On chemistry applied to the arts

F.Crace Calvert
1865 Journal of the Franklin Institute  
portions of oxide are carried into these joints, and it is at any rate certain that iron gives way easiest at these places. This points to the great value of really homogeneous plates, such as those of cast steel, in which homogeneity has been obtained by the only known means of fusion. The remarkahle diminution of elasticity and of tenacity caused by the combination of the red-hot iron with sulphur ; the absence of all elasticity and tenacity in the oxides of iron, show that, even if a flue do
more » ... , even if a flue do not at once collapse, or a shell explode, through getting red-hot, the boiler is more or less injured every time it gets overheated. A defective circulation, by permitting such a temperature as to drive the water off the plate, would soon lead to local injury. Particular spots in externally fired cylindrical boilers are sometimes, as is stated by Mr. L. Fletcher, of Manchester, thus affected, and in an apparently mysterious way. A new boiler in which a heap of rags were accidently forgotten, had the spot burnt out in a few days,* doubtless through the resulting defective circulation and its consequences. The plates just above the fire of internal flues also suffer in this manner. It is perhaps possible that turned joints, secured by bolts, and allowing an occasional reversing, or rather rotating, of the ring, might, in some eases, be here of service. At any rate, universal experience proves that the thicker the plate the easier does it get red-hot ; and these chemical facts also point to the desirability of a minimum of thickness. In fact, the wearing away of the plates through these causes, if mechanically strong against pressure, often gets arrested at a certain thickness. In Germany and France, some of the best manufacturers still make the plate over the fire of, for instance, inside flues, slightly thicker than anywhere else; but the combined chemical and mechanical actions of the heated fuel cause most wear and tear in a thick plate, and thus justify American practice in this respect. In that country, fire-box plates of good charcoal iron are made only ~¢ or ~ of an inch thick, and with stays four inches apart, give good results under nearly 150 lbs. steam pressure. (To be continued.)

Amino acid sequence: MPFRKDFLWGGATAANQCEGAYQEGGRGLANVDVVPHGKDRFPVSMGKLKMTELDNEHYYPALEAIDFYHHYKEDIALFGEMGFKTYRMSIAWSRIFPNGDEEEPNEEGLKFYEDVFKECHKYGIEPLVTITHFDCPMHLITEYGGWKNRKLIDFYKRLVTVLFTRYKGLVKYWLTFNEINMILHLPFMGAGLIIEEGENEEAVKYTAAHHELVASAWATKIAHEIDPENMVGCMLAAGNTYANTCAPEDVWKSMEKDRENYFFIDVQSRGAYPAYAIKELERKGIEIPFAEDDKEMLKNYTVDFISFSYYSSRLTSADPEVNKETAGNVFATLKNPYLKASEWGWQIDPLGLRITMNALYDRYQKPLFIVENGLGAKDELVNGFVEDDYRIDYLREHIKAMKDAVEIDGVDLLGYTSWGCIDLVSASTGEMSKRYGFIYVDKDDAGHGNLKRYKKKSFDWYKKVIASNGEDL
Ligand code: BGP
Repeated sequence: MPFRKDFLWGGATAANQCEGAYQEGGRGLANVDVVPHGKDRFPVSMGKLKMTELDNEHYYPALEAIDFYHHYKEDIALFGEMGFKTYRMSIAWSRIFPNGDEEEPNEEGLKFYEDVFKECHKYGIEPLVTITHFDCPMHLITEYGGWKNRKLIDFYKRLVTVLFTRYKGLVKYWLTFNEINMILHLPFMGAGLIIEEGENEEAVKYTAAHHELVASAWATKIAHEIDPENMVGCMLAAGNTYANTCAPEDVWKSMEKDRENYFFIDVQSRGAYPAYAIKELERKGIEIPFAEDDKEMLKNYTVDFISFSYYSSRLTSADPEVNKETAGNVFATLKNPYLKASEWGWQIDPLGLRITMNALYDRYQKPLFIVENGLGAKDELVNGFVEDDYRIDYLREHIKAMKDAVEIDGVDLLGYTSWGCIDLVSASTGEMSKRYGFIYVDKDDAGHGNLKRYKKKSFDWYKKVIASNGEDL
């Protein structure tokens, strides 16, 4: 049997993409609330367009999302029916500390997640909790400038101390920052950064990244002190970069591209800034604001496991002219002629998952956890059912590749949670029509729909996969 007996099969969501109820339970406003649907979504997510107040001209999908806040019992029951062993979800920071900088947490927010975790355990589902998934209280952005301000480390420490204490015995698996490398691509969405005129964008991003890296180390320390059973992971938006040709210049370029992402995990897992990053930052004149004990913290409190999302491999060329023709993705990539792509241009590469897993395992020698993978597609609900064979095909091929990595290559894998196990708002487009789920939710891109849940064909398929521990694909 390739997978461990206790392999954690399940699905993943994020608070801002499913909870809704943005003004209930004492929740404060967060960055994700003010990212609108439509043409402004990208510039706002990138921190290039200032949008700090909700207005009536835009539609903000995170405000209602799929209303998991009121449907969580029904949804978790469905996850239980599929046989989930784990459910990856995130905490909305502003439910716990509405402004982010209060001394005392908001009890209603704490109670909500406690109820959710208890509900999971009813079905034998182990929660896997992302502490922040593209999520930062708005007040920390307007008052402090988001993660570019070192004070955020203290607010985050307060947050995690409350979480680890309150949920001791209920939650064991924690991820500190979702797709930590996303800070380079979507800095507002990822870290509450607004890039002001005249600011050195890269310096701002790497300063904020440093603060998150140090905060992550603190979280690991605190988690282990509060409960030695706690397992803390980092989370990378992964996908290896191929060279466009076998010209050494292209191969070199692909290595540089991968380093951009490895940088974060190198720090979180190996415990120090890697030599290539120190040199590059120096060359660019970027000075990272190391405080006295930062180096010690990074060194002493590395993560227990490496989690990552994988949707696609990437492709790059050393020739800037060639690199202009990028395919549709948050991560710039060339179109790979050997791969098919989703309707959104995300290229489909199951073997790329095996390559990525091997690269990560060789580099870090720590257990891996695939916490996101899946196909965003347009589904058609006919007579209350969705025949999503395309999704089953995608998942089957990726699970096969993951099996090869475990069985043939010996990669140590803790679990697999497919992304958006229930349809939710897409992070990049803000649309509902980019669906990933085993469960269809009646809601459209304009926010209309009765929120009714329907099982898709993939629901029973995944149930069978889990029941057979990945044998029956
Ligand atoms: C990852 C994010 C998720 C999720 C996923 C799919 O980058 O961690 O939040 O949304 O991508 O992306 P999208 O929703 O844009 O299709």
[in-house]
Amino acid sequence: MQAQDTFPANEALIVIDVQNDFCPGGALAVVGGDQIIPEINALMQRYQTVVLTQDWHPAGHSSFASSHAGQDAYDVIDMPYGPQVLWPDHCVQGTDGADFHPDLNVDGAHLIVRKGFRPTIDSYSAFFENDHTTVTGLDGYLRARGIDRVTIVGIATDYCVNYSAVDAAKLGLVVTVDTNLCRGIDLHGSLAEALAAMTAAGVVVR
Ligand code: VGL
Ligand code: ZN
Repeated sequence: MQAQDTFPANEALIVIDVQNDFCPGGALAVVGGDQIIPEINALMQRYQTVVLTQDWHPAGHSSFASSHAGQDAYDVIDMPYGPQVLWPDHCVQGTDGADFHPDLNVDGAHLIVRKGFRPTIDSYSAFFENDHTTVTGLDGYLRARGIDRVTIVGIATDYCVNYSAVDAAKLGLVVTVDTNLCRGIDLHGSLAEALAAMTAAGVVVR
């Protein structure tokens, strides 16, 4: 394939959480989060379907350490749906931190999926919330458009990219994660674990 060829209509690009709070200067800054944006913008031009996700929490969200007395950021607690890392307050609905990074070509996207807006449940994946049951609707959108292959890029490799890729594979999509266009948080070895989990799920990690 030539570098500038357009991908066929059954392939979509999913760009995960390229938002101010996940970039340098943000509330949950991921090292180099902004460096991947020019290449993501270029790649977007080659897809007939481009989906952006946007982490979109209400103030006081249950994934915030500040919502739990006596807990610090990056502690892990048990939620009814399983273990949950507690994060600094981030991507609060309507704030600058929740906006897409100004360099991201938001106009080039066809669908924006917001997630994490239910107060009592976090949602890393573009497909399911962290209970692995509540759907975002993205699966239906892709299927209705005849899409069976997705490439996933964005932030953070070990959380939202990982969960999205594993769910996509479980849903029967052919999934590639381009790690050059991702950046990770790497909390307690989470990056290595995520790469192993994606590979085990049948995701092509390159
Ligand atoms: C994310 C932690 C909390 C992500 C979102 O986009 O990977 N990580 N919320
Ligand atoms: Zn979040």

doi:10.1016/0016-0032(65)90447-3 fatcat:xys43skuhnbnpaewehtspkikie